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A Hate Confronted

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A seed of hate, once planted, takes very little nurturing to grow strong and powerful.

I first thought this while scrolling through vitriol on Twitter after five police officers were shot and killed in Dallas. But the same principle brought about Paris. And Brussels. And Baghdad. And Istanbul. And Nice. And I do not know how to keep the seed from blossoming. But I do know that the only way to pull it out by the roots is to understand why it was planted in the first place.

I was born and raised Baptist. I have a Bachelor’s degree in Middle Eastern Politics and a Minor in Islamic Studies. I can roughly speak Arabic. And I know first hand the impact and hate caused by a terror attack.

In July of 2010, my brother Nate went to Uganda with the non-profit organization for which we both worked. We had spent the last few years there, trying to raise awareness of one of the longest running wars in East Africa and to help rehabilitate and educate child soldiers. After spending years working in the states on this issue, he finally decided to visit his Ugandan friends and see the schools that he had helped build.

I lived in Uganda in 2009 while working for a missions organization and teaching at a local orphanage. I was so excited for my brother to see the country I grew to love, and for him to have a chance to catch up with our Ugandan friends, Tony and Innocent, who had also worked with us. I told him that the one thing he had to do there was watch a soccer match with Ugandans. He listened to my advice and went with Tony and Innocent to the Kyadondo Rugby club to watch the final match of the 2010 World Cup with hundreds of other Ugandans.

In the middle of the game, three bombs exploded. Two at the rugby club, and one at a nearby bar. An act of terrorism by Al-Shabaab, a group that at the time claimed allegiance with Al-Qaeda, claimed the lives of 73 Ugandans and one American. My brother.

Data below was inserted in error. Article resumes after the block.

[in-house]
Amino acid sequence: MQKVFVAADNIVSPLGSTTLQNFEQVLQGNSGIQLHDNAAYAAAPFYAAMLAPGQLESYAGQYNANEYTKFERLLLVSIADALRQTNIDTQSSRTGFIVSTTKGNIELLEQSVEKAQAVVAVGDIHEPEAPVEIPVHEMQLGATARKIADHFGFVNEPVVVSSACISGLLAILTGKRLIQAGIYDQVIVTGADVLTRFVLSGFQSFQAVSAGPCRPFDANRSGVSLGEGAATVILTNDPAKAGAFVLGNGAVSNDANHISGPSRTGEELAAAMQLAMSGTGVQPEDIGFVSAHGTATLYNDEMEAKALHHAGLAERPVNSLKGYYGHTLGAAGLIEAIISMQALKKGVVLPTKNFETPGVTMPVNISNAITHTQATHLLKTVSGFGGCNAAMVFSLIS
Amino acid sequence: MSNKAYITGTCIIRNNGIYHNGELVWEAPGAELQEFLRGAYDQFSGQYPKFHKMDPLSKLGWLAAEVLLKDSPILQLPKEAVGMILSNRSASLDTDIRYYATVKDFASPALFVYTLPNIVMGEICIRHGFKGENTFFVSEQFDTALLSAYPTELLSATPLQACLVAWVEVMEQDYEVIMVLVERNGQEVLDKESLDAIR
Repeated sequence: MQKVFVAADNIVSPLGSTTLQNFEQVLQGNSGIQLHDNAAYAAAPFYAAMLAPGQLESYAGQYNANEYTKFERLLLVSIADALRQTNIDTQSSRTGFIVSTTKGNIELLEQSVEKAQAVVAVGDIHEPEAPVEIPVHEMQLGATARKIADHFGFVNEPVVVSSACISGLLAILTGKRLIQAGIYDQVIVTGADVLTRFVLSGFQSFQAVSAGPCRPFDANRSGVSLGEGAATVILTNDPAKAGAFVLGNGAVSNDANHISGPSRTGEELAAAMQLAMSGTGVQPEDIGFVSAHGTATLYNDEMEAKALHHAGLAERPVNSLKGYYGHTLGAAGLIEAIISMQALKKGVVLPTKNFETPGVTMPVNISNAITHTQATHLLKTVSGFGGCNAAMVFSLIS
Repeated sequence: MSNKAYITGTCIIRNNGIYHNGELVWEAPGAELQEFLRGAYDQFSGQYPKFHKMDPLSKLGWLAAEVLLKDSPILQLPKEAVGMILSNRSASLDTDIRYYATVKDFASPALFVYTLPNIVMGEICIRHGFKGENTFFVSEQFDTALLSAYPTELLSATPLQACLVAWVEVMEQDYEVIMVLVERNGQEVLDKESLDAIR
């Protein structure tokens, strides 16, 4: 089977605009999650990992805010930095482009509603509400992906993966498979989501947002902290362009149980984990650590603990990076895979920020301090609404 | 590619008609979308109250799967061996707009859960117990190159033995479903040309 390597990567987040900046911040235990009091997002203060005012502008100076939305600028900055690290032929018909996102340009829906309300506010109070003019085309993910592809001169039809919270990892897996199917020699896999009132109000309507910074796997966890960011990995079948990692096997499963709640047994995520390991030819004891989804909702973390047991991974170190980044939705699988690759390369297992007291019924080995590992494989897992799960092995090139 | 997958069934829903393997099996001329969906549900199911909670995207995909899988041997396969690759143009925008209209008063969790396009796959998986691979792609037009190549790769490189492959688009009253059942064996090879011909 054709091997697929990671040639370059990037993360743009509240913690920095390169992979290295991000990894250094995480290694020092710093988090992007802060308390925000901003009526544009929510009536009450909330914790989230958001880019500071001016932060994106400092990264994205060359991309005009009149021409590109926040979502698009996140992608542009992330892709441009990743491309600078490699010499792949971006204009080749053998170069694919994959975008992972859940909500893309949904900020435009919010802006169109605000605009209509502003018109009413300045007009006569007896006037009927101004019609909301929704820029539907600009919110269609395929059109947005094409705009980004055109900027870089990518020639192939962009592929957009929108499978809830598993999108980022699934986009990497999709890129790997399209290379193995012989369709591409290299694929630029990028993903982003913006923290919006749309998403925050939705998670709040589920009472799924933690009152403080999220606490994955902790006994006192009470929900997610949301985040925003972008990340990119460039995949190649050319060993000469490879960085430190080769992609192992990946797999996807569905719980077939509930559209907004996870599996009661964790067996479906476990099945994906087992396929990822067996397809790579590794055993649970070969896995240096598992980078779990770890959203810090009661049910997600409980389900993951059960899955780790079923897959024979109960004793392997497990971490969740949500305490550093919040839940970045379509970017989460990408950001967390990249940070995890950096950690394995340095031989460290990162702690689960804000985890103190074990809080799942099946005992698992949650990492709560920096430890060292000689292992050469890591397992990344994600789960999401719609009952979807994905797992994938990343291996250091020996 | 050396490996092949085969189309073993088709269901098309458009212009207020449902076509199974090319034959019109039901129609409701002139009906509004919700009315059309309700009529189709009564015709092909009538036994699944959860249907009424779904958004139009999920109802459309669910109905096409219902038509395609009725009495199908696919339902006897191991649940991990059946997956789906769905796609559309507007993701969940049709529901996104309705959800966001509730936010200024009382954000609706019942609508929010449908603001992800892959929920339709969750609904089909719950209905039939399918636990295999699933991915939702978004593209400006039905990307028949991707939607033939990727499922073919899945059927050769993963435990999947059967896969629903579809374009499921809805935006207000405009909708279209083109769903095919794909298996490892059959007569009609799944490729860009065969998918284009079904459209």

I heard the news in Chapel Hill, NC, where I was spending the day with my boyfriend. We had met in Arabic class. I had just finished my freshman year of college and had spent the year learning the ins and outs of Arabic and Islam. I had read the Qu’ran, participated in Ramadan, been to the local mosque, and devoured the writings of Khalil Gibran, Rumi, and Hafiz. The world of Islam was new to me—again, I was born and raised and consider myself Christian—but I quickly grew to appreciate it and see the faith that my Arabic teacher had was not too different than mine.

And so when I received the news of my brother’s murder, I thought that I was well equipped to understand that this was a singular act, not representative of an entire people group or religion. But then, in a brief break from navigating the ins and out of press inquiries, FBI investigations, and funeral arrangements, I found myself at the local mall confronted with my own prejudices and hate.

In the food court, I saw a woman wearing a hijab ordering a drink at McDonalds. I didn’t know her, I had no reason to dislike her, but in that one glance, I hated her. I have never felt more anger or scorn directed at one human being in my life. In that instant, I felt she had killed my brother and that I was entirely justified in my mistrust and distaste for her. But after that brief moment, I was terrified not of her, but of myself. And of the seed of hate that I felt planted inside of me.

I did not want it to grow. And so instead of giving into the rhetoric that everyone tried to say to make me feel better— “This is what Islam is.” “They hate us because we’re free.”—I chose to turn back to people I knew who could tell me honestly why the people who killed my brother were nothing like the teachers I had grown to love over the last year.

I sent emails to professors who quickly called and met with me, even during summer break. I had tea with them in their homes while their two-year olds played in the background. I was scared they would be offended but I had to ask them questions like, “How can those who killed my brother claim the same religion I’ve grown to love and appreciate?”  “How are these people different than you?” “Show me why this is not Islam.” They did not react in anger. Instead, they responded with love and grace. In these meetings I learned—and re-learned—the truth that this type of violence is not condoned in the Qu’ran; that my teachers were tired of how often they had to answer these questions; and that attacks like the one that killed my brother made them just as angry and hurt as it made me. That I hadn’t been taught a false narrative of Islam, but rather the members of Al-Shabaab were living, and dying, for one.

It’s been six years since my brother was murdered. In that time, I’ve seen more terrorist attacks committed by Al-Shabaab, ISIS, and others than I care to remember. I’ve seen families torn apart and communities broken, devastated by the actions caused by a hate grown strong. I’ve also seen nations become polarized, acting as if fear and hate will protect them from pain. And there are policies and actions that can be taken to stop these acts from occurring. That is the job of politicians and officials and authorities. But it is my job—and your job, and our job—to try to understand. To nurture understanding. To dig out, no matter how hard it is or how long it takes, the seed of hate.

Author:

Brynne Morris was an Operations Coordinator/Communications Associate at New America's Open Technology Institute. She has a special interest in the intersection of mass communication, technology, and human rights.